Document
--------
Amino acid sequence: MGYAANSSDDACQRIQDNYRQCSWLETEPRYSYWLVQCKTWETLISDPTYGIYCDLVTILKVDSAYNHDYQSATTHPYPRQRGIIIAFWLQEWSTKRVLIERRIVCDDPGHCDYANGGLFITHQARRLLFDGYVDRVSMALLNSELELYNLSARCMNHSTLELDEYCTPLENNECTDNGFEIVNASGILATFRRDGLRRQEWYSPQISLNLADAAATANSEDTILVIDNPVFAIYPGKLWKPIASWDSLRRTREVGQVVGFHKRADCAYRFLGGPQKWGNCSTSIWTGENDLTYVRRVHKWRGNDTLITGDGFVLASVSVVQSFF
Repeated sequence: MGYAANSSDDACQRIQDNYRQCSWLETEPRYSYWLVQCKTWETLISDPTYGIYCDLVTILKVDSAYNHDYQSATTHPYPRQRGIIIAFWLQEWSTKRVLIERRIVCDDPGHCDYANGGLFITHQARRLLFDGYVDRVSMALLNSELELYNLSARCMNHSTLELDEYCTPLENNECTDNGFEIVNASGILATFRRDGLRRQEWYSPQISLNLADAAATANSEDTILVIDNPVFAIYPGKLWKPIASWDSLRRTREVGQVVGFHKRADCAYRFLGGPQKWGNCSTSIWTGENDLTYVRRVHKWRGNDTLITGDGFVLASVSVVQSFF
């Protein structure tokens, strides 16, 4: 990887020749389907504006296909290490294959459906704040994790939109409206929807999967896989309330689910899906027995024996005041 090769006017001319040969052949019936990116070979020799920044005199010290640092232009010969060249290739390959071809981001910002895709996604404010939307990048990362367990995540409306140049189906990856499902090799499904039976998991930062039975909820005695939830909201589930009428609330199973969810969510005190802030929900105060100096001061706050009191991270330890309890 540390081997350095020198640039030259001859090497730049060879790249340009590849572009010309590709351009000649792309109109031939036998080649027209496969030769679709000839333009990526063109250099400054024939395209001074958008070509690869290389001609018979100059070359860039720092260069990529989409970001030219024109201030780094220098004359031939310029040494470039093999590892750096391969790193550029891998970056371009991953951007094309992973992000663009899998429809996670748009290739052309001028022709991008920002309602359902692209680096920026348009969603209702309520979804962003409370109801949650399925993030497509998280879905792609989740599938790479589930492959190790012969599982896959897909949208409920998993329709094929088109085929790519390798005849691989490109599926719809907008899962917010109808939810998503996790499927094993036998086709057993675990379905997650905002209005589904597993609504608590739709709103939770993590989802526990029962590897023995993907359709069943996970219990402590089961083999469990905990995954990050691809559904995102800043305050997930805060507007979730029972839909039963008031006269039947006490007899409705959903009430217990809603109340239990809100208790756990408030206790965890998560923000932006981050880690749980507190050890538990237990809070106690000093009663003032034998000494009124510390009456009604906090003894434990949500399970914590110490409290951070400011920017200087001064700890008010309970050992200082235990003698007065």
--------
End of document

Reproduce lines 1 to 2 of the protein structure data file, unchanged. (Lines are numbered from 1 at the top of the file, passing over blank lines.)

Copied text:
Amino acid sequence: MGYAANSSDDACQRIQDNYRQCSWLETEPRYSYWLVQCKTWETLISDPTYGIYCDLVTILKVDSAYNHDYQSATTHPYPRQRGIIIAFWLQEWSTKRVLIERRIVCDDPGHCDYANGGLFITHQARRLLFDGYVDRVSMALLNSELELYNLSARCMNHSTLELDEYCTPLENNECTDNGFEIVNASGILATFRRDGLRRQEWYSPQISLNLADAAATANSEDTILVIDNPVFAIYPGKLWKPIASWDSLRRTREVGQVVGFHKRADCAYRFLGGPQKWGNCSTSIWTGENDLTYVRRVHKWRGNDTLITGDGFVLASVSVVQSFF
Repeated sequence: MGYAANSSDDACQRIQDNYRQCSWLETEPRYSYWLVQCKTWETLISDPTYGIYCDLVTILKVDSAYNHDYQSATTHPYPRQRGIIIAFWLQEWSTKRVLIERRIVCDDPGHCDYANGGLFITHQARRLLFDGYVDRVSMALLNSELELYNLSARCMNHSTLELDEYCTPLENNECTDNGFEIVNASGILATFRRDGLRRQEWYSPQISLNLADAAATANSEDTILVIDNPVFAIYPGKLWKPIASWDSLRRTREVGQVVGFHKRADCAYRFLGGPQKWGNCSTSIWTGENDLTYVRRVHKWRGNDTLITGDGFVLASVSVVQSFF